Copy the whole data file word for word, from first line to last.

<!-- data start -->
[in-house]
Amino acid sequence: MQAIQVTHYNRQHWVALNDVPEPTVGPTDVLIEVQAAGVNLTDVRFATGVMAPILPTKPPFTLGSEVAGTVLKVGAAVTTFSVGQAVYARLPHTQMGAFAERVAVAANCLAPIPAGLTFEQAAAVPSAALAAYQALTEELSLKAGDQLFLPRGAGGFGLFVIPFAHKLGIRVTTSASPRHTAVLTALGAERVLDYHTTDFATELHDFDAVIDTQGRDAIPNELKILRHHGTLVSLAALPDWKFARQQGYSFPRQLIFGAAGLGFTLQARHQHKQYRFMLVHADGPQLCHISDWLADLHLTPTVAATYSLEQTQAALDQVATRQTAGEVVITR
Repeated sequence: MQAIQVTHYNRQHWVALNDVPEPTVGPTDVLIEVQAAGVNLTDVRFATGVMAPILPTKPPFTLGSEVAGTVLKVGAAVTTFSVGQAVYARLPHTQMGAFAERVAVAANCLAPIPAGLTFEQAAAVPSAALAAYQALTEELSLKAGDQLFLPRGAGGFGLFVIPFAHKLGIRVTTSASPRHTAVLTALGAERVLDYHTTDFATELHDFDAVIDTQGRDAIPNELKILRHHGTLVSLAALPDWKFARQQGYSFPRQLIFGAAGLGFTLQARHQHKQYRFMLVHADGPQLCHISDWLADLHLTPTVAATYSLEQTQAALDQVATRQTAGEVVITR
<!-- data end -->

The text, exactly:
[in-house]
Amino acid sequence: MQAIQVTHYNRQHWVALNDVPEPTVGPTDVLIEVQAAGVNLTDVRFATGVMAPILPTKPPFTLGSEVAGTVLKVGAAVTTFSVGQAVYARLPHTQMGAFAERVAVAANCLAPIPAGLTFEQAAAVPSAALAAYQALTEELSLKAGDQLFLPRGAGGFGLFVIPFAHKLGIRVTTSASPRHTAVLTALGAERVLDYHTTDFATELHDFDAVIDTQGRDAIPNELKILRHHGTLVSLAALPDWKFARQQGYSFPRQLIFGAAGLGFTLQARHQHKQYRFMLVHADGPQLCHISDWLADLHLTPTVAATYSLEQTQAALDQVATRQTAGEVVITR
Repeated sequence: MQAIQVTHYNRQHWVALNDVPEPTVGPTDVLIEVQAAGVNLTDVRFATGVMAPILPTKPPFTLGSEVAGTVLKVGAAVTTFSVGQAVYARLPHTQMGAFAERVAVAANCLAPIPAGLTFEQAAAVPSAALAAYQALTEELSLKAGDQLFLPRGAGGFGLFVIPFAHKLGIRVTTSASPRHTAVLTALGAERVLDYHTTDFATELHDFDAVIDTQGRDAIPNELKILRHHGTLVSLAALPDWKFARQQGYSFPRQLIFGAAGLGFTLQARHQHKQYRFMLVHADGPQLCHISDWLADLHLTPTVAATYSLEQTQAALDQVATRQTAGEVVITR